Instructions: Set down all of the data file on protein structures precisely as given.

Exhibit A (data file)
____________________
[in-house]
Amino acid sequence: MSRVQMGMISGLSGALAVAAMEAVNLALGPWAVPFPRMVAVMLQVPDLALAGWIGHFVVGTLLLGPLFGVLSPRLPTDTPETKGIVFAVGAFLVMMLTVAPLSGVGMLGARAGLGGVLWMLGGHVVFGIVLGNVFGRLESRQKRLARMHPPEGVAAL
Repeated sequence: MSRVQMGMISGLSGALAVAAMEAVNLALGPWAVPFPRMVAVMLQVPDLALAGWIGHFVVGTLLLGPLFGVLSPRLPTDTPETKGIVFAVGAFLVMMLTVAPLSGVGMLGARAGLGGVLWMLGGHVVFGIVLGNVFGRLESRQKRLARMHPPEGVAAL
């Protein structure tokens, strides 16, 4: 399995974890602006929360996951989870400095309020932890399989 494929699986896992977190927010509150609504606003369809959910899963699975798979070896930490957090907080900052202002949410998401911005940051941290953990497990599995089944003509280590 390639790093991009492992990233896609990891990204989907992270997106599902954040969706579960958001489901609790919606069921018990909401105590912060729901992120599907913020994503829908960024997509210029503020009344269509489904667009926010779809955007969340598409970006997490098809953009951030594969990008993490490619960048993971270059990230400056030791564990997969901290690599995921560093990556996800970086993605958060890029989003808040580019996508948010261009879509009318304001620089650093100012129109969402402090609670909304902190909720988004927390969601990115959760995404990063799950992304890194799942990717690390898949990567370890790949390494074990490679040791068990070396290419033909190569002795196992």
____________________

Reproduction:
[in-house]
Amino acid sequence: MSRVQMGMISGLSGALAVAAMEAVNLALGPWAVPFPRMVAVMLQVPDLALAGWIGHFVVGTLLLGPLFGVLSPRLPTDTPETKGIVFAVGAFLVMMLTVAPLSGVGMLGARAGLGGVLWMLGGHVVFGIVLGNVFGRLESRQKRLARMHPPEGVAAL
Repeated sequence: MSRVQMGMISGLSGALAVAAMEAVNLALGPWAVPFPRMVAVMLQVPDLALAGWIGHFVVGTLLLGPLFGVLSPRLPTDTPETKGIVFAVGAFLVMMLTVAPLSGVGMLGARAGLGGVLWMLGGHVVFGIVLGNVFGRLESRQKRLARMHPPEGVAAL
């Protein structure tokens, strides 16, 4: 399995974890602006929360996951989870400095309020932890399989 494929699986896992977190927010509150609504606003369809959910899963699975798979070896930490957090907080900052202002949410998401911005940051941290953990497990599995089944003509280590 390639790093991009492992990233896609990891990204989907992270997106599902954040969706579960958001489901609790919606069921018990909401105590912060729901992120599907913020994503829908960024997509210029503020009344269509489904667009926010779809955007969340598409970006997490098809953009951030594969990008993490490619960048993971270059990230400056030791564990997969901290690599995921560093990556996800970086993605958060890029989003808040580019996508948010261009879509009318304001620089650093100012129109969402402090609670909304902190909720988004927390969601990115959760995404990063799950992304890194799942990717690390898949990567370890790949390494074990490679040791068990070396290419033909190569002795196992």